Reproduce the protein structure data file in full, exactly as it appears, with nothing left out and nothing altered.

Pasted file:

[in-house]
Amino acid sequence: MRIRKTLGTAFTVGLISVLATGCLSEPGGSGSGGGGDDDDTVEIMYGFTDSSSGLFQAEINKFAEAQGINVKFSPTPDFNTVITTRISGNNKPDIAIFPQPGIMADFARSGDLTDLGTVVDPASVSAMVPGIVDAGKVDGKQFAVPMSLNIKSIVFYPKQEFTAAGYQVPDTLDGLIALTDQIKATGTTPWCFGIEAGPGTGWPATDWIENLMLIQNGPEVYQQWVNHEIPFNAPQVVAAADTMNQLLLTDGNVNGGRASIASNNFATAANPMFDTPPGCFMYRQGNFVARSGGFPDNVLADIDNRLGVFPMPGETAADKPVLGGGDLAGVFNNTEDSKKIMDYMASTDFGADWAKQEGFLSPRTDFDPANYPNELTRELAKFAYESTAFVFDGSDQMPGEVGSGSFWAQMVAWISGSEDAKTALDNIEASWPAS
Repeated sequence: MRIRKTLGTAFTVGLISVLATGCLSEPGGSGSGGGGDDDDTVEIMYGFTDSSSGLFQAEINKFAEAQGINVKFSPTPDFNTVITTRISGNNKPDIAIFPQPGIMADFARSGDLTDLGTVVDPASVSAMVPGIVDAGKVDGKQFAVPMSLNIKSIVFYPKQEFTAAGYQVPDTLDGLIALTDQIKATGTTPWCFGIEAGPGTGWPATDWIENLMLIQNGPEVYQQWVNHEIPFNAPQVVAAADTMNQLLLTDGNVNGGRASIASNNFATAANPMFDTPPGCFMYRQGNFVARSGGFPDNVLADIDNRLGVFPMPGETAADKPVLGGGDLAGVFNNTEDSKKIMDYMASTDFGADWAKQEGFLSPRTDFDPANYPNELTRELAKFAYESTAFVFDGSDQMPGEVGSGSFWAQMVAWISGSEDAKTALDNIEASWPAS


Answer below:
[in-house]
Amino acid sequence: MRIRKTLGTAFTVGLISVLATGCLSEPGGSGSGGGGDDDDTVEIMYGFTDSSSGLFQAEINKFAEAQGINVKFSPTPDFNTVITTRISGNNKPDIAIFPQPGIMADFARSGDLTDLGTVVDPASVSAMVPGIVDAGKVDGKQFAVPMSLNIKSIVFYPKQEFTAAGYQVPDTLDGLIALTDQIKATGTTPWCFGIEAGPGTGWPATDWIENLMLIQNGPEVYQQWVNHEIPFNAPQVVAAADTMNQLLLTDGNVNGGRASIASNNFATAANPMFDTPPGCFMYRQGNFVARSGGFPDNVLADIDNRLGVFPMPGETAADKPVLGGGDLAGVFNNTEDSKKIMDYMASTDFGADWAKQEGFLSPRTDFDPANYPNELTRELAKFAYESTAFVFDGSDQMPGEVGSGSFWAQMVAWISGSEDAKTALDNIEASWPAS
Repeated sequence: MRIRKTLGTAFTVGLISVLATGCLSEPGGSGSGGGGDDDDTVEIMYGFTDSSSGLFQAEINKFAEAQGINVKFSPTPDFNTVITTRISGNNKPDIAIFPQPGIMADFARSGDLTDLGTVVDPASVSAMVPGIVDAGKVDGKQFAVPMSLNIKSIVFYPKQEFTAAGYQVPDTLDGLIALTDQIKATGTTPWCFGIEAGPGTGWPATDWIENLMLIQNGPEVYQQWVNHEIPFNAPQVVAAADTMNQLLLTDGNVNGGRASIASNNFATAANPMFDTPPGCFMYRQGNFVARSGGFPDNVLADIDNRLGVFPMPGETAADKPVLGGGDLAGVFNNTEDSKKIMDYMASTDFGADWAKQEGFLSPRTDFDPANYPNELTRELAKFAYESTAFVFDGSDQMPGEVGSGSFWAQMVAWISGSEDAKTALDNIEASWPAS